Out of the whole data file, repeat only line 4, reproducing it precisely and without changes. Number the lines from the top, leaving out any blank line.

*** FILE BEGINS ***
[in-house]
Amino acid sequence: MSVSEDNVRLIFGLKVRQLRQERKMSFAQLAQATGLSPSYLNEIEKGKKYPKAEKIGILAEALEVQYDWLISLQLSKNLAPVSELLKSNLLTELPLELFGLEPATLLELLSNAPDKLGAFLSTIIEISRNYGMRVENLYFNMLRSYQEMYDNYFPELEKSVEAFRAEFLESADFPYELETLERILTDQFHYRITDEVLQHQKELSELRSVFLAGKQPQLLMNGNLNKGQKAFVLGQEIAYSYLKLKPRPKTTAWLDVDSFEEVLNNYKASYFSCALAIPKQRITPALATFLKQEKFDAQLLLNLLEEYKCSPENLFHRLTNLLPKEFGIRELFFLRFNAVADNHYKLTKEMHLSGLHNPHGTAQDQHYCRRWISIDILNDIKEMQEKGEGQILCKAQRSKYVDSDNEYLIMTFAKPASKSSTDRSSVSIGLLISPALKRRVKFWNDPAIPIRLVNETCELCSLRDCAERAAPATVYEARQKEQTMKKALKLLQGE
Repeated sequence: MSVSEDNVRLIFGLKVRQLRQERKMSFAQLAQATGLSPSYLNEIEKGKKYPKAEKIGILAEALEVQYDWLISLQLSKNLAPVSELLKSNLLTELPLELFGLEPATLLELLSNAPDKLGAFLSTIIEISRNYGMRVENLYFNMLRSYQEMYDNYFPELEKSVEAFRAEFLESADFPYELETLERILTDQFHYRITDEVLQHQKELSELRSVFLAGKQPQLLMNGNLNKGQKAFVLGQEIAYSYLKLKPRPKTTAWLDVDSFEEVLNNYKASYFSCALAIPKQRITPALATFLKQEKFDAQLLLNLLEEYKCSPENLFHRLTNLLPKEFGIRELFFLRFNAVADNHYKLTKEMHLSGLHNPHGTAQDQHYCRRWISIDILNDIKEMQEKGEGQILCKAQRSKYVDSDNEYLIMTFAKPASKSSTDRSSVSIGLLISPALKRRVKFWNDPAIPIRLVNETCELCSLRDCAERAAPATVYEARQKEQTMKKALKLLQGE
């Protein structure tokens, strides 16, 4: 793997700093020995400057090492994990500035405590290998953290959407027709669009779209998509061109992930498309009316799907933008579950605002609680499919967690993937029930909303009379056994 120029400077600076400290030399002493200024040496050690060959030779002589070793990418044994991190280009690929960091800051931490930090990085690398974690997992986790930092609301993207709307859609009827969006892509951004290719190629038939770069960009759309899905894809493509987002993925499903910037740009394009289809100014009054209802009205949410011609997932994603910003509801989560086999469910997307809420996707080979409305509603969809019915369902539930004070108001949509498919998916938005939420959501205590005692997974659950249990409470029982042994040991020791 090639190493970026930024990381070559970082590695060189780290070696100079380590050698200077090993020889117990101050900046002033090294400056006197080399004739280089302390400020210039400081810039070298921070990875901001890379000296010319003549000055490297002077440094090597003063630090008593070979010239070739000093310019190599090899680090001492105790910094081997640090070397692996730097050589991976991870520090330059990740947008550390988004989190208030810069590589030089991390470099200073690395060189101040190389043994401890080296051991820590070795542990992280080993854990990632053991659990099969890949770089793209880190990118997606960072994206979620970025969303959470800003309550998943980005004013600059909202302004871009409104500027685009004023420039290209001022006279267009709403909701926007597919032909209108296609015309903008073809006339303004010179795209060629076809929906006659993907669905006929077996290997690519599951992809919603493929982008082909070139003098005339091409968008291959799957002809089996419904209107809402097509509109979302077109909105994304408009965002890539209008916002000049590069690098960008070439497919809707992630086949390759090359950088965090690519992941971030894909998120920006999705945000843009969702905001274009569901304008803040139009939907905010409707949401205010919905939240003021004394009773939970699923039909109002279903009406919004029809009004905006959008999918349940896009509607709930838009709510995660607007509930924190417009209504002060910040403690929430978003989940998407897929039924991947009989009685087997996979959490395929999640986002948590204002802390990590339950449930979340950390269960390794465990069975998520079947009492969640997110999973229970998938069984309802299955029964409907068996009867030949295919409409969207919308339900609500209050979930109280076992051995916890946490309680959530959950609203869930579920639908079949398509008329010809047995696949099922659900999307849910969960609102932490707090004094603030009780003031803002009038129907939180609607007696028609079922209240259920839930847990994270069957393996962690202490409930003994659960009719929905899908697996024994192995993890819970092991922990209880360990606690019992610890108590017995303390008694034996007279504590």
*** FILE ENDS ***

């Protein structure tokens, strides 16, 4: 793997700093020995400057090492994990500035405590290998953290959407027709669009779209998509061109992930498309009316799907933008579950605002609680499919967690993937029930909303009379056994 120029400077600076400290030399002493200024040496050690060959030779002589070793990418044994991190280009690929960091800051931490930090990085690398974690997992986790930092609301993207709307859609009827969006892509951004290719190629038939770069960009759309899905894809493509987002993925499903910037740009394009289809100014009054209802009205949410011609997932994603910003509801989560086999469910997307809420996707080979409305509603969809019915369902539930004070108001949509498919998916938005939420959501205590005692997974659950249990409470029982042994040991020791 090639190493970026930024990381070559970082590695060189780290070696100079380590050698200077090993020889117990101050900046002033090294400056006197080399004739280089302390400020210039400081810039070298921070990875901001890379000296010319003549000055490297002077440094090597003063630090008593070979010239070739000093310019190599090899680090001492105790910094081997640090070397692996730097050589991976991870520090330059990740947008550390988004989190208030810069590589030089991390470099200073690395060189101040190389043994401890080296051991820590070795542990992280080993854990990632053991659990099969890949770089793209880190990118997606960072994206979620970025969303959470800003309550998943980005004013600059909202302004871009409104500027685009004023420039290209001022006279267009709403909701926007597919032909209108296609015309903008073809006339303004010179795209060629076809929906006659993907669905006929077996290997690519599951992809919603493929982008082909070139003098005339091409968008291959799957002809089996419904209107809402097509509109979302077109909105994304408009965002890539209008916002000049590069690098960008070439497919809707992630086949390759090359950088965090690519992941971030894909998120920006999705945000843009969702905001274009569901304008803040139009939907905010409707949401205010919905939240003021004394009773939970699923039909109002279903009406919004029809009004905006959008999918349940896009509607709930838009709510995660607007509930924190417009209504002060910040403690929430978003989940998407897929039924991947009989009685087997996979959490395929999640986002948590204002802390990590339950449930979340950390269960390794465990069975998520079947009492969640997110999973229970998938069984309802299955029964409907068996009867030949295919409409969207919308339900609500209050979930109280076992051995916890946490309680959530959950609203869930579920639908079949398509008329010809047995696949099922659900999307849910969960609102932490707090004094603030009780003031803002009038129907939180609607007696028609079922209240259920839930847990994270069957393996962690202490409930003994659960009719929905899908697996024994192995993890819970092991922990209880360990606690019992610890108590017995303390008694034996007279504590």